Burkina Faso: Major Boost for Press Freedom – Media Offences Decriminalised

Burkinabe journalists must be heaving a sigh of relief following the passage in September 2015 of the law decriminalising press offences.

In place of custodial sentences, media offenses now attract fines of between 500,000 CFA and 3 million CFA. (about850 and 5,100 US dollars).

The fines had initially been pegged at 1 million and 5 million CFA (about 1,700 and 8,500 US dollars). However, the Transitional Government reduced the scale following complaints from the leading media organisations in the country including the Centre National de la Presse – Norbert Zongo (CNP-NZ), MFWA’s national partner in Burkina Faso.

The new dispensation is a major boost to the media in Burkina Faso, which otherwise worked under a very difficult legal regime. Criminal defamation is routinely used to deter the media from critical reporting. For example, on July 23, 2015, a court in Ouagadougou sentenced the Managing Editor of the Le Reporteur newspaper Boureima Ouedraogo, to three months in prison for allegedly libeling a Belgian businessman.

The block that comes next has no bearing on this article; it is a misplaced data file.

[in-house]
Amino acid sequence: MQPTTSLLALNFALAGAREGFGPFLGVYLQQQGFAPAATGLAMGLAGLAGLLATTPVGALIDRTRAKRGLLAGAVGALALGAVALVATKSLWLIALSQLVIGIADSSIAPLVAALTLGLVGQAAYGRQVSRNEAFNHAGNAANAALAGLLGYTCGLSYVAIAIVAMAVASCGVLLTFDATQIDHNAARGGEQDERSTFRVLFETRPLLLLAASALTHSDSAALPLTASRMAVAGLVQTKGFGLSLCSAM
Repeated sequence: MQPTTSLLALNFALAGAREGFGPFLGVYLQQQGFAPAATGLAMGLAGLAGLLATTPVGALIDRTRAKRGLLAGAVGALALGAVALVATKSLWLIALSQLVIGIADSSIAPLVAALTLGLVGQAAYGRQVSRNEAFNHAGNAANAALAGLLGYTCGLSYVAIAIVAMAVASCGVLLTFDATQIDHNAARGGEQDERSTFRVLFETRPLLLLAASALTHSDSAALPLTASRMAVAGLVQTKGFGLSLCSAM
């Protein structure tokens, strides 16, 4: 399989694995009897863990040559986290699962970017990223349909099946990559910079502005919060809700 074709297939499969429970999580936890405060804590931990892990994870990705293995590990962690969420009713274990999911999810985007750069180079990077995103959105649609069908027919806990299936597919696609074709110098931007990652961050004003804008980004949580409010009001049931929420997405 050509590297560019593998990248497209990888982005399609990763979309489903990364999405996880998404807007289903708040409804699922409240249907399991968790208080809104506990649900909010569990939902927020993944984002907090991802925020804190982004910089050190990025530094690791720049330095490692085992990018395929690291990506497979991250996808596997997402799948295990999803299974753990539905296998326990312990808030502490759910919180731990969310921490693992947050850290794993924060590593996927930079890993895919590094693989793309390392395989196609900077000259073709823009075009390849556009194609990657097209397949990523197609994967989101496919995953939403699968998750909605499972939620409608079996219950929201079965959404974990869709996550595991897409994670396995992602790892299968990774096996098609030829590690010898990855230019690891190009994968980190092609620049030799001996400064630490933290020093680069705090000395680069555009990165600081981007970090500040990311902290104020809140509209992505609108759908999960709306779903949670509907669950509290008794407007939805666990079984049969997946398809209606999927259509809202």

In May, 2014, Lohe Issah Konaté, a Burkinabe national and Editor of the l’Ouragan newspaper, brought an action against the Burkinabe government at the African Court on Human and Peoples’ Rights. Konaté had exhausted all local judicial processes in an unsuccessful bid to overturn a one-year prison sentence and the equivalent of 11,500 US dollars in fines, costs and damages imposed on him for allegedly libeling a state prosecutor, Placide Nikiema.

On December 5, 2014, the African Court delivered a landmark ruling that declared the conviction of the journalist as a violation of his right to freedom of expression protected under Article 9 of the African Charter on Human and Peoples’ Rights, Article 19 of the ICCPR, and Article 66(2) (c) of the Revised ECOWAS Treaty (protection of the rights of journalists). The ruling also called on the Burkinabe government to abolish its criminal libel laws to conform to the above charters and conventions.

Coming within months of the passage of the Right to Information (RTI) law, the repeal of criminal libel further enhances Burkina Faso’s growing democratic credentials. It expands space and offers a welcome breather from the repression of the Blaise Compaore era. On the other hand, it imposes further self-regulation responsibility on the media. We trust the media in Burkina Faso to capitalize on the new dispensation to do even more critical reportage and contribute to promoting good governance in the country.

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